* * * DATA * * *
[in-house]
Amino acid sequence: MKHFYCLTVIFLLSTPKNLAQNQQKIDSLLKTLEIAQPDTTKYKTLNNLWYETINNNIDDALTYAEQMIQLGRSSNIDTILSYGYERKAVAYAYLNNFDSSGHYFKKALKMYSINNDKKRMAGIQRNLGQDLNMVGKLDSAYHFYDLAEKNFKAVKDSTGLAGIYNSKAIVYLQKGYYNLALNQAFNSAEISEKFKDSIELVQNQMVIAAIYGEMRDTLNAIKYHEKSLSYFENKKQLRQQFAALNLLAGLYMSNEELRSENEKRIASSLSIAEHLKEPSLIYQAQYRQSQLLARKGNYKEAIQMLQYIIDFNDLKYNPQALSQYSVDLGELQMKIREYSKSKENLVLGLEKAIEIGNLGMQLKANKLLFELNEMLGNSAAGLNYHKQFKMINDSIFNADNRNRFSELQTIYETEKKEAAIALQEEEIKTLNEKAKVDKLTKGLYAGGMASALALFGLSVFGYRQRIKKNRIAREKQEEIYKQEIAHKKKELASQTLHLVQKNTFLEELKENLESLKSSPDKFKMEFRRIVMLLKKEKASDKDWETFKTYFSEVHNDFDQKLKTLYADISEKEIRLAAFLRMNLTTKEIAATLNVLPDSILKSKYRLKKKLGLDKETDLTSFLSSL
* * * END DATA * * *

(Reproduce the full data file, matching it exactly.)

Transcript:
[in-house]
Amino acid sequence: MKHFYCLTVIFLLSTPKNLAQNQQKIDSLLKTLEIAQPDTTKYKTLNNLWYETINNNIDDALTYAEQMIQLGRSSNIDTILSYGYERKAVAYAYLNNFDSSGHYFKKALKMYSINNDKKRMAGIQRNLGQDLNMVGKLDSAYHFYDLAEKNFKAVKDSTGLAGIYNSKAIVYLQKGYYNLALNQAFNSAEISEKFKDSIELVQNQMVIAAIYGEMRDTLNAIKYHEKSLSYFENKKQLRQQFAALNLLAGLYMSNEELRSENEKRIASSLSIAEHLKEPSLIYQAQYRQSQLLARKGNYKEAIQMLQYIIDFNDLKYNPQALSQYSVDLGELQMKIREYSKSKENLVLGLEKAIEIGNLGMQLKANKLLFELNEMLGNSAAGLNYHKQFKMINDSIFNADNRNRFSELQTIYETEKKEAAIALQEEEIKTLNEKAKVDKLTKGLYAGGMASALALFGLSVFGYRQRIKKNRIAREKQEEIYKQEIAHKKKELASQTLHLVQKNTFLEELKENLESLKSSPDKFKMEFRRIVMLLKKEKASDKDWETFKTYFSEVHNDFDQKLKTLYADISEKEIRLAAFLRMNLTTKEIAATLNVLPDSILKSKYRLKKKLGLDKETDLTSFLSSL